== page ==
Building Learning Communities beyond the Online Classroom
Written by: Rob Kelly
Published On: August 3, 2012
Many online instructors strive to create a community of learners within their courses. But once the course is over, this community typically disbands. Robert Zotti is working on projects to sustain these communities.
Zotti, assistant dean of Stevens Institute of Technology's WebCampus, is charged with designing a video teleconferencing/webcasting and podcasting facility specifically for producing content for a variety of the institution's constituents, with the goal of promoting learning communities that go beyond the online classroom. In Zotti's view, the goals of these online learning communities are to:
- promote interaction between current students and instructors,
- provide networking opportunities,
- facilitate connections with alumni,
- attract new students, and
- promote the mission of the institution.
The key to creating and sustaining online learning communities is to encourage group learning inside and outside the online classroom, Zotti says. "Sometimes you have these people on the same team doing some kind of assignment...It works out really well, and sometimes these students exchange their contact information and stay in touch. If they don't after the class is over, that community goes away. Sometimes these people will reconnect in a subsequent class. Sometimes they won't...But if there's an online learning community, someplace you're connected to besides your class, then that might make things a little bit easier to touch base with the folks in your class and people throughout the institution," Zotti says.
Zotti is addressing this by creating a newsroom/content library that provides content that can bring learning communities together. For example, guest lectures provide a wealth of interesting and informative content, but unless they are captured (and properly edited and archived), they serve a relatively small audience.
WebCampus currently captures guest lectures and delivers them online using desktop Web conferencing tools. One of the goals of the new facility is to have a space designed specifically for video teleconferencing, which will improve production value of these lectures. "You can't use a Web conferencing tool meant for the desktop and open it up for a big stage in a theater and hope to get high quality out of it," Zotti says.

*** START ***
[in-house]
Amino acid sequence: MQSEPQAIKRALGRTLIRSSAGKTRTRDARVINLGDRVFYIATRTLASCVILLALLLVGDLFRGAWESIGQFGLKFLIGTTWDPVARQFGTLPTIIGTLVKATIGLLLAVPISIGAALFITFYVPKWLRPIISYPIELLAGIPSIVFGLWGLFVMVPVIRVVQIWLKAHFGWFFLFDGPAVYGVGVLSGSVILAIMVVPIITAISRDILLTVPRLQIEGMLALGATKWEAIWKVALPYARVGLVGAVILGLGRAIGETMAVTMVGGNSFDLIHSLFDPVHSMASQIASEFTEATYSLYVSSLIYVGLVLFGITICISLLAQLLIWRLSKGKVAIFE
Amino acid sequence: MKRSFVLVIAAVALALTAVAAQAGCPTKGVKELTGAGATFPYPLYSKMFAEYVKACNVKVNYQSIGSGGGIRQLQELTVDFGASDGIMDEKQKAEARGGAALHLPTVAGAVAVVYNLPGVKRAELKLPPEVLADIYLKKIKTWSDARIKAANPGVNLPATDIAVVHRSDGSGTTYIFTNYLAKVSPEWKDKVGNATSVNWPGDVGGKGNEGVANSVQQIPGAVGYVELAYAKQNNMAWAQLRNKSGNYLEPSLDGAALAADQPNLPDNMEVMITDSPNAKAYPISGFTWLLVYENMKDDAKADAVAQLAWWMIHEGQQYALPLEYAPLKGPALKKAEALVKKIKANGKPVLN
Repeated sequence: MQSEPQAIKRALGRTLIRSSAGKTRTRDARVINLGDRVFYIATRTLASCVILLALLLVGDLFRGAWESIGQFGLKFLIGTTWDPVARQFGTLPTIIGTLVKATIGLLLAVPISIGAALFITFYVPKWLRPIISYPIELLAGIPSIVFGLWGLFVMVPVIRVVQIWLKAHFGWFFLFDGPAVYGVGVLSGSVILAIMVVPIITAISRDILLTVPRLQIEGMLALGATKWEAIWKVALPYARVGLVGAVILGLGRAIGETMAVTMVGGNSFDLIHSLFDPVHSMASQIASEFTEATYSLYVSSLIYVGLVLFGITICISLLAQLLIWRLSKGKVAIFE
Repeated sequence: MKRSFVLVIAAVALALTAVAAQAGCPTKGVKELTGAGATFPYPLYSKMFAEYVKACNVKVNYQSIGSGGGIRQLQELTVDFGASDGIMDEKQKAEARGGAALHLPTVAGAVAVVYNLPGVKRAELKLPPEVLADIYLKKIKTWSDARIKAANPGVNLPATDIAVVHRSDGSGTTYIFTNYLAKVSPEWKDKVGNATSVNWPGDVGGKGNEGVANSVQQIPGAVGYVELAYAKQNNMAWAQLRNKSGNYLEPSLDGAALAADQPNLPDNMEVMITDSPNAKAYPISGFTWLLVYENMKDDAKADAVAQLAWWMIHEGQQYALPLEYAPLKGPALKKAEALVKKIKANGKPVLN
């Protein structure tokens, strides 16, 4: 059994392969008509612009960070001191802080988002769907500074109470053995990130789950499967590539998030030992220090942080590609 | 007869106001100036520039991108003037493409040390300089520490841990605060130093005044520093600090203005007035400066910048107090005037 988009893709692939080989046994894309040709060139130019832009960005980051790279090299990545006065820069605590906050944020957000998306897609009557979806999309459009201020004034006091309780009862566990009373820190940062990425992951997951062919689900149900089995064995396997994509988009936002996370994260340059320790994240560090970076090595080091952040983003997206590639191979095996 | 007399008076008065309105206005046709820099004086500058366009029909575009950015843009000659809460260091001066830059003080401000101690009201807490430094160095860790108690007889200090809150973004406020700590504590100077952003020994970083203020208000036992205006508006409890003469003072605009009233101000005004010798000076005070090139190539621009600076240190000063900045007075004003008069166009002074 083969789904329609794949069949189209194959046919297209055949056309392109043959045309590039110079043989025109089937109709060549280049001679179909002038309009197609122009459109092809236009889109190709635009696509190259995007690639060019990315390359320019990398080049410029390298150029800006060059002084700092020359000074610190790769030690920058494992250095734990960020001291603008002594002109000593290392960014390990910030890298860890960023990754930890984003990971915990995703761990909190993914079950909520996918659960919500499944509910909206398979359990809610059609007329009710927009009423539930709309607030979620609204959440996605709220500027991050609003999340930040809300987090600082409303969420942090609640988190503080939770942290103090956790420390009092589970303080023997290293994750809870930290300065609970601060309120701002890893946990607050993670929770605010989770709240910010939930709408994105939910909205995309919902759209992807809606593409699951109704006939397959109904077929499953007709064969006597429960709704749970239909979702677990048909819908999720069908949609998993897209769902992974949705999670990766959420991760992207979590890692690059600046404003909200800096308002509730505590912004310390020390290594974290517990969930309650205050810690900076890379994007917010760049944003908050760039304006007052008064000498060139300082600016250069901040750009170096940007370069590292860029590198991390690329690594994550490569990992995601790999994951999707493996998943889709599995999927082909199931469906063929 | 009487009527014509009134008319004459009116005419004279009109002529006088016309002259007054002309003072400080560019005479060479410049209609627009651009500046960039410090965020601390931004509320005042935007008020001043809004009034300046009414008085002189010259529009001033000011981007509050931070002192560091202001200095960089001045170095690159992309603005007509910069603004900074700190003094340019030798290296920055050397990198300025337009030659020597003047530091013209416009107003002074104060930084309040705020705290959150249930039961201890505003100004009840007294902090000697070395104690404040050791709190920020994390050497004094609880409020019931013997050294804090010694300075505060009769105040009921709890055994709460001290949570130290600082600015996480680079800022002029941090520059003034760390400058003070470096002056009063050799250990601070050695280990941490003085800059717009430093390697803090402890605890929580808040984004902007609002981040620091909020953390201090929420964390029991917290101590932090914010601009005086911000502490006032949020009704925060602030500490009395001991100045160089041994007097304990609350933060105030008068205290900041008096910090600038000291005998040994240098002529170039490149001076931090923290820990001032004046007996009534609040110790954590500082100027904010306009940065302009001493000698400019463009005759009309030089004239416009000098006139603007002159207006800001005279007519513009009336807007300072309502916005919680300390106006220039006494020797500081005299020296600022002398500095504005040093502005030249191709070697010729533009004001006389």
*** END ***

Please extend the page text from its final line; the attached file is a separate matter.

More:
A variety of uses
Guest lectures can serve a variety of uses. They can be streamed live, posted online in their entirety, and archived and tagged for use in online courses and on the institution's website.
"The problem with posting a 45-minute webinar in its raw form is that there can be awkward moments, dead space at the beginning and end, stuff that's time specific, and the occasional question that's off the wall and really doesn't apply to the topic at hand," Zotti says.
When edited, an hour-long guest lecture typically yields 30 minutes of "useful chunks." An important part of making that content useful is storing it in a content library that identifies this content by keywords and metatags, "so if you're an instructor looking to beef up your course with some recent topics beyond the textbook, now you have an extra source," Zotti says.
Another potential user of this content is the institution's public relations staff. "They're always looking for content. If you have this library, you're much better at feeding people this kind of content," Zotti says.
Tapping into this content library can also be an effective way to highlight key underenrolled or underrecognized courses or programs.
The next step for this concept is to promote the content using social media. "You have all this stuff, and then you start talking about it. You can have a moderator lead discussions and send the word out that we have this stuff. Take a look at it. See if you like it. Join the group. Join the discussion. It's free. It's a great place to go if you're looking to network for your next job or if you want to see what's happening on campus.
"We have a survey that goes out every semester, and one of the hardest nuts to crack is people who take courses online and feel disconnected from campus. For some people, that's fine. That's all they want. They're just in it for the degree. Other people remember their undergraduate days and feel like they might be missing something. They go to grad school and do it online and there's just nothing there for them. That's a gap that we'd like to fill," Zotti says.
Producing content to facilitate learning communities is a collaborative process, and Zotti hopes to get faculty to embrace the use of the new classroom and its tools. One goal is to create at least one podcast for each course - an introduction by the instructor. It's an easy first step that will likely spur new ideas from faculty. Zotti is also talking with development and alumni relations staff about other uses. "I'm sure there are going to be other uses for this classroom beside what I have in mind," Zotti says.
This article originally appeared in the newsletter Online Classroom (August 2011): 5. The Online Classroom newsletter helps you stay current with the latest trends in online learning by offering ideas and advice for the new trailblazers in higher education.
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